The far north of Laos retains the highest proportion of ethnic minority people in the country – a fact attributable to its convoluted geography of deep, isolated valleys and forested mountains. Collectively referred to as ‘Lao Sung’ (‘Highland Lao’), the groups are defined by their distinct languages and – most visibly – traditional forms of architecture, dress and jewellery.
For generations, opium cultivation provided a principal source of income for many minority villages, but in recent decades the Lao government has tried to suppress the practice and now very little of the region is given over to poppy cultivation. Markets days in provincial hubs such as Muang Sing and Luang Namtha yield the best opportunities to see minority women in their ornate and colourful attire. Most vibrant of all are the Hmong, with their elaborately embroidered, indigo-dyed clothing. Equally distinctive, due to their heavy silver headdresses, are the women of the Akha tribe, who you’ll encounter at Luang Namtha where they hawk hand-woven textiles.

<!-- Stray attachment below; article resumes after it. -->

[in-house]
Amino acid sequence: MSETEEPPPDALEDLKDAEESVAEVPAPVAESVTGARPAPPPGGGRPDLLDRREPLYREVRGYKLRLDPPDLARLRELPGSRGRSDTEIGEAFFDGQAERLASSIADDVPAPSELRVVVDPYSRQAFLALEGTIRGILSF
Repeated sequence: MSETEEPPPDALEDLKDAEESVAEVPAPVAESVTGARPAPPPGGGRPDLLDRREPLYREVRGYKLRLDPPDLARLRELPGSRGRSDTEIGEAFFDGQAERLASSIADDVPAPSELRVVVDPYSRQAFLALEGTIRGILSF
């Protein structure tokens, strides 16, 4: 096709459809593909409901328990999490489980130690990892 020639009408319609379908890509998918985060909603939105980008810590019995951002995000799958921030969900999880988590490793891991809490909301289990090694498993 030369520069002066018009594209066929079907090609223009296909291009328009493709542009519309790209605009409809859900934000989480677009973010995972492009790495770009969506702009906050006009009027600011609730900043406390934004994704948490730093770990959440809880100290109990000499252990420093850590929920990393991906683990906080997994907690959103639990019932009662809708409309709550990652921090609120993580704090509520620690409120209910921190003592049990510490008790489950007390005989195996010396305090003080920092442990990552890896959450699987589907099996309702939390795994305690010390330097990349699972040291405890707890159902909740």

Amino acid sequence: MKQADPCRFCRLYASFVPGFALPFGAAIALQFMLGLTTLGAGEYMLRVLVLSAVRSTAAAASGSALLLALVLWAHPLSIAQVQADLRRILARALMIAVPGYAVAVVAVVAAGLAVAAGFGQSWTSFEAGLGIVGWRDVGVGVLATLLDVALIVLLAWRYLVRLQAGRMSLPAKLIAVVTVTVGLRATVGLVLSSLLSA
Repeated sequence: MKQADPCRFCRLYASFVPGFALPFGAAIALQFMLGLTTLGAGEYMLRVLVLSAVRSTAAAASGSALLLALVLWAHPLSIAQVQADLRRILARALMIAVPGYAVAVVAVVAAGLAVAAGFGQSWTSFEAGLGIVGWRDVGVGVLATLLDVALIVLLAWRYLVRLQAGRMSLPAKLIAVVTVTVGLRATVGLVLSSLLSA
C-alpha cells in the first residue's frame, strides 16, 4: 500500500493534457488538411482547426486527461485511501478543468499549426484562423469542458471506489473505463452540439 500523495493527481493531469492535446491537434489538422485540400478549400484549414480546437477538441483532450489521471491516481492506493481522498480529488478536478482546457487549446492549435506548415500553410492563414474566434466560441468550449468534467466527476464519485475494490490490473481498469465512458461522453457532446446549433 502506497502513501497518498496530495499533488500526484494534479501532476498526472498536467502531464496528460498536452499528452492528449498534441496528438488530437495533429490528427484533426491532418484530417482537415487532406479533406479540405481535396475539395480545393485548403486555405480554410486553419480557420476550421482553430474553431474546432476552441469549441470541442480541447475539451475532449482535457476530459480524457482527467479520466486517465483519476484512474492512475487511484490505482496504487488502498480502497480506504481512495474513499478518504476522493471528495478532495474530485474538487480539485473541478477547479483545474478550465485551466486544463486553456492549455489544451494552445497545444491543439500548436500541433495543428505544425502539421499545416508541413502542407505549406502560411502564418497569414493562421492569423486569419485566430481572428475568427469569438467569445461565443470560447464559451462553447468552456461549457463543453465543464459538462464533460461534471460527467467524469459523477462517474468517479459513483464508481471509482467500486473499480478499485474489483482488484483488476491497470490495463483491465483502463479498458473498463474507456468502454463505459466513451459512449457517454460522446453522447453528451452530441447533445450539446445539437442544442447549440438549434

The other main groups are the Mien (or ‘Yao’), a Taoist minority distinguished by their bulky black turbans, and the Lanten, a subgroup of the Mien known for their paper making skills.
The best way to experience the disappearing lifestyles of the Lao Sung is to join a guided trek to their remote villages, some of which have small homestays where you can spend a night in a family home, sharing meals and helping with agricultural work. Our consultants can advise you on the best ones to choose.
TransIndus Brochures 2017/18
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